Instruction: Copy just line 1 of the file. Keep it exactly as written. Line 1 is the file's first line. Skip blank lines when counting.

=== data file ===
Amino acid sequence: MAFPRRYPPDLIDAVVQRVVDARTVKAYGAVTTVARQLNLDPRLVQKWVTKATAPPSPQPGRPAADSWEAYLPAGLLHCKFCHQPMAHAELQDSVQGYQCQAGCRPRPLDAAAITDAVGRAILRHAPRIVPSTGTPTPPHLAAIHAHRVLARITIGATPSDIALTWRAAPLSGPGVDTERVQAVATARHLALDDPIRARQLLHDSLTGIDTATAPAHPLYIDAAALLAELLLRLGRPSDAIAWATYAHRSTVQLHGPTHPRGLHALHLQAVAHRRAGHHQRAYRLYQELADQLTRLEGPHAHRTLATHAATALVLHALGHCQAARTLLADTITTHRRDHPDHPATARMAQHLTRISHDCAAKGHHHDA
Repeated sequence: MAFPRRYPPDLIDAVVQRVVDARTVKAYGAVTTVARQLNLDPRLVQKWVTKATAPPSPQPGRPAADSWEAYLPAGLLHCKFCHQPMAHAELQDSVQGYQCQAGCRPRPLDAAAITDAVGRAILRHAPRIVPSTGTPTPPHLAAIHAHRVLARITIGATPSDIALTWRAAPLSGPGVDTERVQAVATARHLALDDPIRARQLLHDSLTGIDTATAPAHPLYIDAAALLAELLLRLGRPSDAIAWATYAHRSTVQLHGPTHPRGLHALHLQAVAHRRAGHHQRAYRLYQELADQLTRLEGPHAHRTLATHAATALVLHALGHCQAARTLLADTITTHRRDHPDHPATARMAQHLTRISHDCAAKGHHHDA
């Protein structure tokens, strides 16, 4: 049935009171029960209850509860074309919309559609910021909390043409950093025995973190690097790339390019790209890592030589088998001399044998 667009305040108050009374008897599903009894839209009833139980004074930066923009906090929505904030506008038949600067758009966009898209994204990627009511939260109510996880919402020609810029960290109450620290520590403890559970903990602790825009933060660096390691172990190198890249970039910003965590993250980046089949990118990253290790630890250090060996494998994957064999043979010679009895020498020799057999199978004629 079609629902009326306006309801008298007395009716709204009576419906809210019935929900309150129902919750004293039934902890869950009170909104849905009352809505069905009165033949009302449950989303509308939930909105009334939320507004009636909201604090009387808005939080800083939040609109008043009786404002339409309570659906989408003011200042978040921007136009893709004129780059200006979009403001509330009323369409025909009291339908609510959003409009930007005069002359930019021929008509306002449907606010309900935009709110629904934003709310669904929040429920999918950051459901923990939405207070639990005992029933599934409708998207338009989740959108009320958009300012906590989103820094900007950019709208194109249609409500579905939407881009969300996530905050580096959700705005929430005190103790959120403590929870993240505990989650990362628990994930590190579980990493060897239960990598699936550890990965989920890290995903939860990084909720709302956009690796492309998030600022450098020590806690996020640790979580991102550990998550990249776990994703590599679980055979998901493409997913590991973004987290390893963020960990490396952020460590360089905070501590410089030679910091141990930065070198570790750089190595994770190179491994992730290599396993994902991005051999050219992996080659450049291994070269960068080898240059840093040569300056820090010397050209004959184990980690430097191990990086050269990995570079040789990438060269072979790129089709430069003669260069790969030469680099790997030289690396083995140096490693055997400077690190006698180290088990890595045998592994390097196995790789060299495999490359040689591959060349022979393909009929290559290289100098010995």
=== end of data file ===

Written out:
Amino acid sequence: MAFPRRYPPDLIDAVVQRVVDARTVKAYGAVTTVARQLNLDPRLVQKWVTKATAPPSPQPGRPAADSWEAYLPAGLLHCKFCHQPMAHAELQDSVQGYQCQAGCRPRPLDAAAITDAVGRAILRHAPRIVPSTGTPTPPHLAAIHAHRVLARITIGATPSDIALTWRAAPLSGPGVDTERVQAVATARHLALDDPIRARQLLHDSLTGIDTATAPAHPLYIDAAALLAELLLRLGRPSDAIAWATYAHRSTVQLHGPTHPRGLHALHLQAVAHRRAGHHQRAYRLYQELADQLTRLEGPHAHRTLATHAATALVLHALGHCQAARTLLADTITTHRRDHPDHPATARMAQHLTRISHDCAAKGHHHDA